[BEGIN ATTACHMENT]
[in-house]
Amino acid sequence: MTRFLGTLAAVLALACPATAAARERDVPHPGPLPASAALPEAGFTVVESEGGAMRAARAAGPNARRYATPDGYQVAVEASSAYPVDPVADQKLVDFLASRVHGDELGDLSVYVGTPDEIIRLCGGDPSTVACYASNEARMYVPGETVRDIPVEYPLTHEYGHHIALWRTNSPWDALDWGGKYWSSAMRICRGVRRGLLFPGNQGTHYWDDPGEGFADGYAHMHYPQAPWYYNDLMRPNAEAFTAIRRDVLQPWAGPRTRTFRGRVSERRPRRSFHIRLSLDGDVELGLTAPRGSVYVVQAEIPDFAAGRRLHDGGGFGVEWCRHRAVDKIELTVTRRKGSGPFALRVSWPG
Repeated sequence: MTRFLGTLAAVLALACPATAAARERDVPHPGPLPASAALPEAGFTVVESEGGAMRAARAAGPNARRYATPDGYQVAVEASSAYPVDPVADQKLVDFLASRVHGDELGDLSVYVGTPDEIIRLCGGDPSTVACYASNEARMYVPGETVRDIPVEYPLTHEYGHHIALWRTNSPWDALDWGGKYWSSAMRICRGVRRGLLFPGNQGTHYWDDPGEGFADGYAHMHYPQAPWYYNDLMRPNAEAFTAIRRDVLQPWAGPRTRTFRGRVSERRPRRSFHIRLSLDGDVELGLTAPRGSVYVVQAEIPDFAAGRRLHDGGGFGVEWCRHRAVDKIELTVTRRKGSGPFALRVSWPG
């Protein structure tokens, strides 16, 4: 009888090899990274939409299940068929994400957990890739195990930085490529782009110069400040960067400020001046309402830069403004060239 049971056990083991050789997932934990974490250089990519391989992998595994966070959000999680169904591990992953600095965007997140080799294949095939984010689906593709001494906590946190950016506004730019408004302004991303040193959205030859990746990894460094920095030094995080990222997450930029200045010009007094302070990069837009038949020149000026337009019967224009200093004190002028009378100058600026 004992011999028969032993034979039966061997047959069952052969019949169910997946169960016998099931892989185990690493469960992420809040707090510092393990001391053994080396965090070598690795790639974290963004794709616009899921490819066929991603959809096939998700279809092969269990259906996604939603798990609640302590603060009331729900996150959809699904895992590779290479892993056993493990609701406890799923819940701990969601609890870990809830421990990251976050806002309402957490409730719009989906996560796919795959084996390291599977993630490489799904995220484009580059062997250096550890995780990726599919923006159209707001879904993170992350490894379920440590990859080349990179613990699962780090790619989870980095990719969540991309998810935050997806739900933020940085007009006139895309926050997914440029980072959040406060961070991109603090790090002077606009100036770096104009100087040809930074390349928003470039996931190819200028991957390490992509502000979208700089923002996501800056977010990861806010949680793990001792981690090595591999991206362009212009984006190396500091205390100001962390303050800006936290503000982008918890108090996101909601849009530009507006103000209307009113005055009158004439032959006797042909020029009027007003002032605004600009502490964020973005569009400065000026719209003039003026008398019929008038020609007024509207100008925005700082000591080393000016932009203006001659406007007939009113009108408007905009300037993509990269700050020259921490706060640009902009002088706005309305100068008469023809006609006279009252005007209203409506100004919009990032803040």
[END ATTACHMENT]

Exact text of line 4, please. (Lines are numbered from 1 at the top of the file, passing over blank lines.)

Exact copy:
């Protein structure tokens, strides 16, 4: 009888090899990274939409299940068929994400957990890739195990930085490529782009110069400040960067400020001046309402830069403004060239 049971056990083991050789997932934990974490250089990519391989992998595994966070959000999680169904591990992953600095965007997140080799294949095939984010689906593709001494906590946190950016506004730019408004302004991303040193959205030859990746990894460094920095030094995080990222997450930029200045010009007094302070990069837009038949020149000026337009019967224009200093004190002028009378100058600026 004992011999028969032993034979039966061997047959069952052969019949169910997946169960016998099931892989185990690493469960992420809040707090510092393990001391053994080396965090070598690795790639974290963004794709616009899921490819066929991603959809096939998700279809092969269990259906996604939603798990609640302590603060009331729900996150959809699904895992590779290479892993056993493990609701406890799923819940701990969601609890870990809830421990990251976050806002309402957490409730719009989906996560796919795959084996390291599977993630490489799904995220484009580059062997250096550890995780990726599919923006159209707001879904993170992350490894379920440590990859080349990179613990699962780090790619989870980095990719969540991309998810935050997806739900933020940085007009006139895309926050997914440029980072959040406060961070991109603090790090002077606009100036770096104009100087040809930074390349928003470039996931190819200028991957390490992509502000979208700089923002996501800056977010990861806010949680793990001792981690090595591999991206362009212009984006190396500091205390100001962390303050800006936290503000982008918890108090996101909601849009530009507006103000209307009113005055009158004439032959006797042909020029009027007003002032605004600009502490964020973005569009400065000026719209003039003026008398019929008038020609007024509207100008925005700082000591080393000016932009203006001659406007007939009113009108408007905009300037993509990269700050020259921490706060640009902009002088706005309305100068008469023809006609006279009252005007209203409506100004919009990032803040």